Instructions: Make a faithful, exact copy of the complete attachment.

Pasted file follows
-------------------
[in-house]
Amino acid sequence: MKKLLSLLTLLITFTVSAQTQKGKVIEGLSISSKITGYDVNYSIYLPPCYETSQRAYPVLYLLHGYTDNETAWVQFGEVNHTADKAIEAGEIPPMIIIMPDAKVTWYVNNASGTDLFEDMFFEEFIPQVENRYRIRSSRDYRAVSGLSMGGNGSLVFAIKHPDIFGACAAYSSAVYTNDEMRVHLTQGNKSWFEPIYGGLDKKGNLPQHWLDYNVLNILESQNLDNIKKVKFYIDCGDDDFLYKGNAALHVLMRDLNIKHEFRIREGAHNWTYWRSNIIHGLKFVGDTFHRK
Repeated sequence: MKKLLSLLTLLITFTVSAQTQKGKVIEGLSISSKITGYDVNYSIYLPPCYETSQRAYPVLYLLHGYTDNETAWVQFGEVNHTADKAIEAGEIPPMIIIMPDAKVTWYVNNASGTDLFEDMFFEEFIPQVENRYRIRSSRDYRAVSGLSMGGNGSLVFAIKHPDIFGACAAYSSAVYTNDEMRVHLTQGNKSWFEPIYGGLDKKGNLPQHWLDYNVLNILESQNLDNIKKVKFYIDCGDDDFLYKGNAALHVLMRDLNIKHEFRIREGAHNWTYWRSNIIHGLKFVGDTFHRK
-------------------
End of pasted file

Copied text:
[in-house]
Amino acid sequence: MKKLLSLLTLLITFTVSAQTQKGKVIEGLSISSKITGYDVNYSIYLPPCYETSQRAYPVLYLLHGYTDNETAWVQFGEVNHTADKAIEAGEIPPMIIIMPDAKVTWYVNNASGTDLFEDMFFEEFIPQVENRYRIRSSRDYRAVSGLSMGGNGSLVFAIKHPDIFGACAAYSSAVYTNDEMRVHLTQGNKSWFEPIYGGLDKKGNLPQHWLDYNVLNILESQNLDNIKKVKFYIDCGDDDFLYKGNAALHVLMRDLNIKHEFRIREGAHNWTYWRSNIIHGLKFVGDTFHRK
Repeated sequence: MKKLLSLLTLLITFTVSAQTQKGKVIEGLSISSKITGYDVNYSIYLPPCYETSQRAYPVLYLLHGYTDNETAWVQFGEVNHTADKAIEAGEIPPMIIIMPDAKVTWYVNNASGTDLFEDMFFEEFIPQVENRYRIRSSRDYRAVSGLSMGGNGSLVFAIKHPDIFGACAAYSSAVYTNDEMRVHLTQGNKSWFEPIYGGLDKKGNLPQHWLDYNVLNILESQNLDNIKKVKFYIDCGDDDFLYKGNAALHVLMRDLNIKHEFRIREGAHNWTYWRSNIIHGLKFVGDTFHRK